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Columbia Business Monthly

#ColumbiaAgenda: Hospital Readmission Rates Cut, USC Beats Clemson With Grads, VC3, Colonial Life, Carolina Panthers, Sad Desk Lunches

Mar 15, 2019 09:37AM ● By Chris Haire

Hospital to Home program cuts readmission rates by 30 percent; Lexington Medical Center teamed up with Right at Home to offer in-home care: The Hospital to Home program, a collaboration between Right at Home in Columbia and Lexington Medical Center, is reporting success after two years of helping patients recover at home after hospital stays.

In October 2016, when the Hospital to Home program began, the readmission rate for applicable patients, including many with socioeconomic barriers, was 24 percent. As of September 2018, that number has dipped to 17 percent, a total reduction of 30 percent.

Right at Home is an in-home care and assistance company that employs approximately 160 caregivers. The Hospital to Home program is funded by the Lexington Medical Foundation and the Duke Endowment, and is offered at no cost to patients who case managers designate as high-risk for readmission.

“The idea is to provide patients with additional support,” says Mike Brown, vice president of operations at Right at Home. A transitional care coordinator offers non-medical assistance including transportation to and from appointments, bathing, light housekeeping, medicine reminders and more. The service is offered in addition to any home health the patient may need, such as occupational or physical therapy.

A Right at Home caregiver meets regularly with a representative from Lexington Medical Center to discuss each patient’s needs and medical status. The service has helped 484 patients in two years, or approximately 20 patients per month.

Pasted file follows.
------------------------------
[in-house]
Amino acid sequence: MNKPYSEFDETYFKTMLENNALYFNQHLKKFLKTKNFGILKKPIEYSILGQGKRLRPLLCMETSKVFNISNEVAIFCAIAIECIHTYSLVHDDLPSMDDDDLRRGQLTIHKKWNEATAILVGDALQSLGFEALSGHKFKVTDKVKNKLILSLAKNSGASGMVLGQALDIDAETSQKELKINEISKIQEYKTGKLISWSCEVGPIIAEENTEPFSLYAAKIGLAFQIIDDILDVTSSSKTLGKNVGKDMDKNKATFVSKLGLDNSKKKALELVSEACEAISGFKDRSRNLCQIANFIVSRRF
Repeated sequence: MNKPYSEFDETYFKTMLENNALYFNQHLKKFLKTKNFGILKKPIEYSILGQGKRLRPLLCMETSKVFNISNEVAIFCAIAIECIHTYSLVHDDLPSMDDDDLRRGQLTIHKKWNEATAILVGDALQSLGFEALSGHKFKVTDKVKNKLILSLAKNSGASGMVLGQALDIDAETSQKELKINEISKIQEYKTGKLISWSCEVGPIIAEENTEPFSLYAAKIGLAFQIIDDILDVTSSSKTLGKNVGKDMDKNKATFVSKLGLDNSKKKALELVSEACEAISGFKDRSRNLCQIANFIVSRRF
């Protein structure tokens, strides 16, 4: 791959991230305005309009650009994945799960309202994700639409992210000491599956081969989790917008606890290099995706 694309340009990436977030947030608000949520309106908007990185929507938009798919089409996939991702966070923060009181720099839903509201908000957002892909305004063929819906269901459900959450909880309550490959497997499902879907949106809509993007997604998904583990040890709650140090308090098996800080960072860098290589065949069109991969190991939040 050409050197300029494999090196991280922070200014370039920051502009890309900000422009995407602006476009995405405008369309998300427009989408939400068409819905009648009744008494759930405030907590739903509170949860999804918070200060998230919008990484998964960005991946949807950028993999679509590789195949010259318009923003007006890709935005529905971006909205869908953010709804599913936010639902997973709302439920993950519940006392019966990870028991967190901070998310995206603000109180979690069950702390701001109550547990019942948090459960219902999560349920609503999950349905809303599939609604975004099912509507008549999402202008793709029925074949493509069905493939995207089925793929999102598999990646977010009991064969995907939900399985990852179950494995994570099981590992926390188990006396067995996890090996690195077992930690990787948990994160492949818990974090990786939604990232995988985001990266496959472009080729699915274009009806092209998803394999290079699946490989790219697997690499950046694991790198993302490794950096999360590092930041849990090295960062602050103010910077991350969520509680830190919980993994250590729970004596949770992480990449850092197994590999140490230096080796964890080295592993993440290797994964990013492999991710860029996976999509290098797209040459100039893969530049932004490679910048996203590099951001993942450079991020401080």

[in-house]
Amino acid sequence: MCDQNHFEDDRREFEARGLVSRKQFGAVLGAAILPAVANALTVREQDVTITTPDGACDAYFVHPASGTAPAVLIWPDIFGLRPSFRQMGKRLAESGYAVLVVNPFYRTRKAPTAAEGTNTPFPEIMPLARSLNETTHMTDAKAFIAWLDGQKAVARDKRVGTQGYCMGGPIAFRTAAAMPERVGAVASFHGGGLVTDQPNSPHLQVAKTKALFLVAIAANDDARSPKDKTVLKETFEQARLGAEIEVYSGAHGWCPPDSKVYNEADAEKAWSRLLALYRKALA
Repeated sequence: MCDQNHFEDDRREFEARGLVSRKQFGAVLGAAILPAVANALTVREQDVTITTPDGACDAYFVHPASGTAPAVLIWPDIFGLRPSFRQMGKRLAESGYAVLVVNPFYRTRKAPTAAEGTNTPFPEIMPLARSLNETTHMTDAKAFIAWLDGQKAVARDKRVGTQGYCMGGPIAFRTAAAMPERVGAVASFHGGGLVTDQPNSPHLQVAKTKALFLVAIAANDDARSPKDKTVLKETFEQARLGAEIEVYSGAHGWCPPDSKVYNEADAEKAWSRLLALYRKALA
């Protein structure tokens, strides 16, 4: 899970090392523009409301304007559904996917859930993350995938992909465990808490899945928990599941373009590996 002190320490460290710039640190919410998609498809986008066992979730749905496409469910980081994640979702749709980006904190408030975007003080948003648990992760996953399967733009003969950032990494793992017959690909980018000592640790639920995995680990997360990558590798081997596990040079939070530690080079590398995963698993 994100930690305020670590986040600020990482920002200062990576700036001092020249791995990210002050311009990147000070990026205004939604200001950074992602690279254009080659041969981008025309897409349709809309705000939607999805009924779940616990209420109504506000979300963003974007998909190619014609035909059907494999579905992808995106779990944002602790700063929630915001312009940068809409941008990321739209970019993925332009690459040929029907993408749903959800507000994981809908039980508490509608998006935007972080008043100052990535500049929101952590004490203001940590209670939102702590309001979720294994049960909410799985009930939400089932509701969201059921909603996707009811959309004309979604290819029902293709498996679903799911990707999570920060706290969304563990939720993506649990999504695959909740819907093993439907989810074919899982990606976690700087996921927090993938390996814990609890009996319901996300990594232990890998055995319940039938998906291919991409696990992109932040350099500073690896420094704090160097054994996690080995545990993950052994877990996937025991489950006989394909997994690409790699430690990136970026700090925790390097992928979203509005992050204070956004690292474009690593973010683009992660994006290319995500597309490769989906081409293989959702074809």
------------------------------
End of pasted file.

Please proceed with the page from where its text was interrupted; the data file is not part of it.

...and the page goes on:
Charles Brown, owner of Right at Home, says the program offers additional “boots on the ground,” because patients and their families often do not understand their needs until they get home. “We can tailor services to what the needs are, because people are sometimes pretty sick when they get discharged,” he says. “The needs are higher at home than 10 years ago. So patients are very grateful.”

The Browns expect more hospitals to begin building partnerships with in-home care companies to keep readmission rates low. “In the future, if a hospital wants to remain competitive, they have to have something like this in place,” Mike Brown said. “I give a lot of credit to Lexington Medical Center, because they came in with an open mind. When a hospital is willing to put resources behind something like this, the results are fantastic.”

Charles Brown says patients surveyed after participating in the program show that it had a positive impact. “Very few hospital systems have something like this in place, and the patients are so thankful for the extra service,” he says. “They are able to get well and not go back to the hospital, so it’s been very rewarding.” --Leigh Savage


Sandy Reeser And VC3 Want To Take IT Off Your Plate (Columbia Business Magazine)

USC has twice as many ranked grad programs as Clemson, per U.S. News and World Report (The State)

Capgemini: Artificial Intelligence Is Ready To Improve The Customer And Employee Experience (Columbia Business Magazine)

Panthers SC talks eye Rock Hill airport upgrades and up to 200 acres for room to grow (The State)

Sales of SC beer to expand to 20 states under deal with Fat Tire maker (Post and Courier)

FTR Trucking Conditions Index slips but still sees growth (Logistics Management)

Here’s How Sad You Look When You Eat Lunch at Your Desk (Wired)

The Wire

President’s Budget Allocates $138 Million For Charleston Harbor Deepening Project

50 Most Influential
Carl Blackstone
Columbia Chamber
President and CEO 

Carl Blackstone leads the Columbia Chamber in fulfilling its mission of being the unified voice for the regional business community. In that role, the 1,200 partners of the Chamber look to Blackstone to advocate for business-friendly practices. 

Blackstone is tireless in his call for accountability and transparency in all business practices and of all elected officials. He was recently chosen to be one of eight leaders in the region to participate in a Bloomberg Foundation and Harvard Business School initiative to provide a world-class learning experience for a community’s senior leaders. The initiative is designed to equip them with the tools and expertise to effectively govern complex cities. 

Additionally, Blackstone continues to serve on the board of Riverbanks Society. 

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